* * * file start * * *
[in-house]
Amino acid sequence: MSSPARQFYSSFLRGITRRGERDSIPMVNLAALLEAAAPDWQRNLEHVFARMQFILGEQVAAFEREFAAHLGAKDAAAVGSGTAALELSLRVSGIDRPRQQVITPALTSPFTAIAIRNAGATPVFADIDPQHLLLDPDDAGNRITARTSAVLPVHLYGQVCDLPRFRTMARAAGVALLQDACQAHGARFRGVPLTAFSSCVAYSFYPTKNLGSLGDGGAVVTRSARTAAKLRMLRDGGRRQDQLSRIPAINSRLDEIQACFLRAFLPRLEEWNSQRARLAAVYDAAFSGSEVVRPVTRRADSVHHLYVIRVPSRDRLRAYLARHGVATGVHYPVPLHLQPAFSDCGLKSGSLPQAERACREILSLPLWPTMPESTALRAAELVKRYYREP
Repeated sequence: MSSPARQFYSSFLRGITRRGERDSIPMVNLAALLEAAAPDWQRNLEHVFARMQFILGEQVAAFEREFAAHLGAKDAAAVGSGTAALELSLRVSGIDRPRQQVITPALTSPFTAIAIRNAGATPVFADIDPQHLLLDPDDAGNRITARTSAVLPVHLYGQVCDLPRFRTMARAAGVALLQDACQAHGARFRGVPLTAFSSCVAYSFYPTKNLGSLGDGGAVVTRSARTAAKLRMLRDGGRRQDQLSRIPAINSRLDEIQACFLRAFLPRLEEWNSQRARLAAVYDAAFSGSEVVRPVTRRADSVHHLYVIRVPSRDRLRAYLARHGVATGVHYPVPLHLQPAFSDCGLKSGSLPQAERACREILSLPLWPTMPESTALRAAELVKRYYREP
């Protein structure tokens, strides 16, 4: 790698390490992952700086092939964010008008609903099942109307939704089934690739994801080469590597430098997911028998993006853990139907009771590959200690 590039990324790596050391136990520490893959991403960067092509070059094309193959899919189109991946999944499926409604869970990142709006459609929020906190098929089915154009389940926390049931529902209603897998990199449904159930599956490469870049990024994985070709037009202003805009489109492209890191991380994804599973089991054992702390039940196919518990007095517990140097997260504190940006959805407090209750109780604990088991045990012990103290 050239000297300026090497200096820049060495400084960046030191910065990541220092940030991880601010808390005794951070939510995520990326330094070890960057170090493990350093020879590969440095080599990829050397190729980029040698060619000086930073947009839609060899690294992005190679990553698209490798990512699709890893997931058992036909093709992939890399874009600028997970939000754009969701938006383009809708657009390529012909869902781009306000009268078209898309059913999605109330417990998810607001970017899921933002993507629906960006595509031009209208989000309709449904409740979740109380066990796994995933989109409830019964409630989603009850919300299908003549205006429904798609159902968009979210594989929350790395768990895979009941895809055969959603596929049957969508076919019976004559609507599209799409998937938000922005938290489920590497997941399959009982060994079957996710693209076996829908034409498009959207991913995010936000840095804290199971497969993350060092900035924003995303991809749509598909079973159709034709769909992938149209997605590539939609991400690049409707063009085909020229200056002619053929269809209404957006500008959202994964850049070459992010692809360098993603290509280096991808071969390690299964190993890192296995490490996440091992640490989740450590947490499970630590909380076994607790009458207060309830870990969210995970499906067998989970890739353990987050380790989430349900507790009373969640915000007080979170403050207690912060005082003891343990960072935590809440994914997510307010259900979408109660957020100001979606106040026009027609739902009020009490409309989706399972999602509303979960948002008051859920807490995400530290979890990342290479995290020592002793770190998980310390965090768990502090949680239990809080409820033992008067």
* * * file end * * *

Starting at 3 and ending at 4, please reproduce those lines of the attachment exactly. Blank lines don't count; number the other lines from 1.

Repeated sequence: MSSPARQFYSSFLRGITRRGERDSIPMVNLAALLEAAAPDWQRNLEHVFARMQFILGEQVAAFEREFAAHLGAKDAAAVGSGTAALELSLRVSGIDRPRQQVITPALTSPFTAIAIRNAGATPVFADIDPQHLLLDPDDAGNRITARTSAVLPVHLYGQVCDLPRFRTMARAAGVALLQDACQAHGARFRGVPLTAFSSCVAYSFYPTKNLGSLGDGGAVVTRSARTAAKLRMLRDGGRRQDQLSRIPAINSRLDEIQACFLRAFLPRLEEWNSQRARLAAVYDAAFSGSEVVRPVTRRADSVHHLYVIRVPSRDRLRAYLARHGVATGVHYPVPLHLQPAFSDCGLKSGSLPQAERACREILSLPLWPTMPESTALRAAELVKRYYREP
């Protein structure tokens, strides 16, 4: 790698390490992952700086092939964010008008609903099942109307939704089934690739994801080469590597430098997911028998993006853990139907009771590959200690 590039990324790596050391136990520490893959991403960067092509070059094309193959899919189109991946999944499926409604869970990142709006459609929020906190098929089915154009389940926390049931529902209603897998990199449904159930599956490469870049990024994985070709037009202003805009489109492209890191991380994804599973089991054992702390039940196919518990007095517990140097997260504190940006959805407090209750109780604990088991045990012990103290 050239000297300026090497200096820049060495400084960046030191910065990541220092940030991880601010808390005794951070939510995520990326330094070890960057170090493990350093020879590969440095080599990829050397190729980029040698060619000086930073947009839609060899690294992005190679990553698209490798990512699709890893997931058992036909093709992939890399874009600028997970939000754009969701938006383009809708657009390529012909869902781009306000009268078209898309059913999605109330417990998810607001970017899921933002993507629906960006595509031009209208989000309709449904409740979740109380066990796994995933989109409830019964409630989603009850919300299908003549205006429904798609159902968009979210594989929350790395768990895979009941895809055969959603596929049957969508076919019976004559609507599209799409998937938000922005938290489920590497997941399959009982060994079957996710693209076996829908034409498009959207991913995010936000840095804290199971497969993350060092900035924003995303991809749509598909079973159709034709769909992938149209997605590539939609991400690049409707063009085909020229200056002619053929269809209404957006500008959202994964850049070459992010692809360098993603290509280096991808071969390690299964190993890192296995490490996440091992640490989740450590947490499970630590909380076994607790009458207060309830870990969210995970499906067998989970890739353990987050380790989430349900507790009373969640915000007080979170403050207690912060005082003891343990960072935590809440994914997510307010259900979408109660957020100001979606106040026009027609739902009020009490409309989706399972999602509303979960948002008051859920807490995400530290979890990342290479995290020592002793770190998980310390965090768990502090949680239990809080409820033992008067």